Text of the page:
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Heartbeat Biometric Security Device Being Developed

Heartbeat graphic


Updated 8 Oct. 2019. A national lab and security company are developing a device using a person’s unique heart beat pattern as a signature for controlling access. The one-year agreement between Sandia National Laboratory in Albuquerque, New Mexico and Aquila Inc., also in Albuquerque, involves sharing in-kind resources rather than an exchange of funds.

Sandia Lab needs rigorous security measures, since the lab deals with highly sensitive U.S. government nuclear and national security research. The lab has long emphasized the need for tight security access and movement tracking, including use of biometric indicators such as fingerprints. Aquila develops cybersecurity and threat-detection systems that aim to reduce vulnerabilities to organizations and individuals. The company offers wearable radiation and biological agent detection solutions, with some technologies licensed from Sandia Lab.

The agreement calls for Sandia Lab and Aquila to jointly develop a prototype wearable device, worn on the wrist or a chest strap, that records the heart’s electrical activity like an electrocardiogram. Rather than detecting medical problems, however, the device will record a person’s heart beat pattern. These electrical signal patterns form unique signatures that can identify individuals, much like fingerprints. The device will then export the signal pattern to an external reader.

The device will adapt software written by another company, B-Secur, in Belfast, Northern Ireland, U.K. B-Secur offers a miniaturized system called HeartKey that records and measures electrocardiogram signals for medical detection and biometric security. HeartKey measures specific cardiac signals, to which it applies a series of algorithms that the company says can extract a unique signature for each person. B-Secur says it uses that signature to identify an individual’s data in its own databases.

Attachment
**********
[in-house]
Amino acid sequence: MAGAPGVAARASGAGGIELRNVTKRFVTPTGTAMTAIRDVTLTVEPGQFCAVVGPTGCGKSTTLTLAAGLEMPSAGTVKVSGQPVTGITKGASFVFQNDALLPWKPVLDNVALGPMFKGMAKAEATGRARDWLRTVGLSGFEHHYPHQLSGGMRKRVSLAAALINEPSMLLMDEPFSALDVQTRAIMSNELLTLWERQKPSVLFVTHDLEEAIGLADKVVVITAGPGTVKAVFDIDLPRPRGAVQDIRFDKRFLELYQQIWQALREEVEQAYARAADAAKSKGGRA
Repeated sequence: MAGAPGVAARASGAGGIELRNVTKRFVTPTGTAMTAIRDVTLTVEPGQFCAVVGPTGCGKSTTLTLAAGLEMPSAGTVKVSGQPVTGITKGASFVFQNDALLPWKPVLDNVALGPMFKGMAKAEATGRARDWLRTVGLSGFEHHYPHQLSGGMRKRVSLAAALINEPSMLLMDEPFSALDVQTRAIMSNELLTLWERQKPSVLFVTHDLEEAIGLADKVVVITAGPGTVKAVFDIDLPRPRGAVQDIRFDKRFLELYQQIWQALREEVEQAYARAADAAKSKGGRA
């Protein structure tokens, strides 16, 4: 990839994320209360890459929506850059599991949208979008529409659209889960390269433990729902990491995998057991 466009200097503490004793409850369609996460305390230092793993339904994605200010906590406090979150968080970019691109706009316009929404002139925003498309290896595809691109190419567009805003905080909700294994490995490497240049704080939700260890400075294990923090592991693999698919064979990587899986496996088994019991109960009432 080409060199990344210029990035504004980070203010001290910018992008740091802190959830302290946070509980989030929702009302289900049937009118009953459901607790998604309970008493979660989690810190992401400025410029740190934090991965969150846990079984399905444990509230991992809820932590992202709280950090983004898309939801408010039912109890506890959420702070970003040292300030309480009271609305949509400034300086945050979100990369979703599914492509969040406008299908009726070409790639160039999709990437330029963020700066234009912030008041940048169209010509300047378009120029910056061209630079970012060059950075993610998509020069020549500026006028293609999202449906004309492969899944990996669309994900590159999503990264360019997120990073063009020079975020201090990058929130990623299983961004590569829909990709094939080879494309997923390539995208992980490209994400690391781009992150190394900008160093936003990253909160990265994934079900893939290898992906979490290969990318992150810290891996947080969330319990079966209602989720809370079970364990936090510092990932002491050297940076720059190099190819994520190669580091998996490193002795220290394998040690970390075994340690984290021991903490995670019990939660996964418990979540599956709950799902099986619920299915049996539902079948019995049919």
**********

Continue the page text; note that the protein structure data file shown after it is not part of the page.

“B-Secur’s HeartKey includes the ability to identify and authenticate an individual from their unique electrocardiogram signature,” says Steve Kadner, Aquila’s executive vice-president, in a Sandia Lab statement. “The objective for the new system is to meet or exceed the current fingerprint or iris readers for access control and position tracking purposes both operationally and economically.”

A team from Sandia Lab and Aquila will develop and test a prototype wearable heart signal device for technical and economic feasibility. Sandia Lab is offering its background in security systems as well as its physical plant as a test site for the device. Sandia nuclear engineer Steven Horowitz says the lab has “the expertise in security systems and testing facilities that will allow us to emulate real-world characteristics to test access-control prototypes.”

The deal between Sandia Lab and Aquila is called a Cooperative Research and Development Agreement, or Crada, that allows for transfer of government-owned intellectual property or know-how to a private company or institution for mutual benefit. Crada agreements are used to define collaborative projects, often without funds payments from one party to another. Sandia Lab says in fiscal year 2018, it signed 42 Crada deals.

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